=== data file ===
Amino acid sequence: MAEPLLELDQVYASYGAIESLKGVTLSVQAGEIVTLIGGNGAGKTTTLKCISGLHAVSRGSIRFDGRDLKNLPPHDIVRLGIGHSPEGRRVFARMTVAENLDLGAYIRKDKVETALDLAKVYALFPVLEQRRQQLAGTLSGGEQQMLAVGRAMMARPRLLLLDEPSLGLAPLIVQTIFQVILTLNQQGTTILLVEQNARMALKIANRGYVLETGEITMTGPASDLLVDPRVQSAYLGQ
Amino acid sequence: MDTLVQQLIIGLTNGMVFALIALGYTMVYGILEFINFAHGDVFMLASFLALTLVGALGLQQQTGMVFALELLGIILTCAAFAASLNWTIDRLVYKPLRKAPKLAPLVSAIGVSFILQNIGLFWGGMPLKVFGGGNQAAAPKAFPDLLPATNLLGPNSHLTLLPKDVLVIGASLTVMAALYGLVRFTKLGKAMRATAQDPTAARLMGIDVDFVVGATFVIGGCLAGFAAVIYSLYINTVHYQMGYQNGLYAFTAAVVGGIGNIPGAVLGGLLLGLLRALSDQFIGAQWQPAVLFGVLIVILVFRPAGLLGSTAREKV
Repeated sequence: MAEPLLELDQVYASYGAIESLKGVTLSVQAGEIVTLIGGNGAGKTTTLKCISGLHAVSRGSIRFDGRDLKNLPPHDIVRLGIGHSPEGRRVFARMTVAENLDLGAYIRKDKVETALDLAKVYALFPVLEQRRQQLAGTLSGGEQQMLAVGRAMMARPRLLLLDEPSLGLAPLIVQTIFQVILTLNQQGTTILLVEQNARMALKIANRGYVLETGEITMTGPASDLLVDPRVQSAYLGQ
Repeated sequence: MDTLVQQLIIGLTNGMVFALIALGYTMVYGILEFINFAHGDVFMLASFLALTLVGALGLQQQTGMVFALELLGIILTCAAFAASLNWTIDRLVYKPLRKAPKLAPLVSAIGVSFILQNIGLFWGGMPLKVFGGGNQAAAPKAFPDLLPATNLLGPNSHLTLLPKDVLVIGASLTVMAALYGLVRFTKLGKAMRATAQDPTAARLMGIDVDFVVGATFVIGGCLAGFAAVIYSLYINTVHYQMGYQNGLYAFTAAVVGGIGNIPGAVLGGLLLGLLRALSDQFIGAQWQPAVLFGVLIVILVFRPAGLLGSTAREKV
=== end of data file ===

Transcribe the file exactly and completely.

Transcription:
Amino acid sequence: MAEPLLELDQVYASYGAIESLKGVTLSVQAGEIVTLIGGNGAGKTTTLKCISGLHAVSRGSIRFDGRDLKNLPPHDIVRLGIGHSPEGRRVFARMTVAENLDLGAYIRKDKVETALDLAKVYALFPVLEQRRQQLAGTLSGGEQQMLAVGRAMMARPRLLLLDEPSLGLAPLIVQTIFQVILTLNQQGTTILLVEQNARMALKIANRGYVLETGEITMTGPASDLLVDPRVQSAYLGQ
Amino acid sequence: MDTLVQQLIIGLTNGMVFALIALGYTMVYGILEFINFAHGDVFMLASFLALTLVGALGLQQQTGMVFALELLGIILTCAAFAASLNWTIDRLVYKPLRKAPKLAPLVSAIGVSFILQNIGLFWGGMPLKVFGGGNQAAAPKAFPDLLPATNLLGPNSHLTLLPKDVLVIGASLTVMAALYGLVRFTKLGKAMRATAQDPTAARLMGIDVDFVVGATFVIGGCLAGFAAVIYSLYINTVHYQMGYQNGLYAFTAAVVGGIGNIPGAVLGGLLLGLLRALSDQFIGAQWQPAVLFGVLIVILVFRPAGLLGSTAREKV
Repeated sequence: MAEPLLELDQVYASYGAIESLKGVTLSVQAGEIVTLIGGNGAGKTTTLKCISGLHAVSRGSIRFDGRDLKNLPPHDIVRLGIGHSPEGRRVFARMTVAENLDLGAYIRKDKVETALDLAKVYALFPVLEQRRQQLAGTLSGGEQQMLAVGRAMMARPRLLLLDEPSLGLAPLIVQTIFQVILTLNQQGTTILLVEQNARMALKIANRGYVLETGEITMTGPASDLLVDPRVQSAYLGQ
Repeated sequence: MDTLVQQLIIGLTNGMVFALIALGYTMVYGILEFINFAHGDVFMLASFLALTLVGALGLQQQTGMVFALELLGIILTCAAFAASLNWTIDRLVYKPLRKAPKLAPLVSAIGVSFILQNIGLFWGGMPLKVFGGGNQAAAPKAFPDLLPATNLLGPNSHLTLLPKDVLVIGASLTVMAALYGLVRFTKLGKAMRATAQDPTAARLMGIDVDFVVGATFVIGGCLAGFAAVIYSLYINTVHYQMGYQNGLYAFTAAVVGGIGNIPGAVLGGLLLGLLRALSDQFIGAQWQPAVLFGVLIVILVFRPAGLLGSTAREKV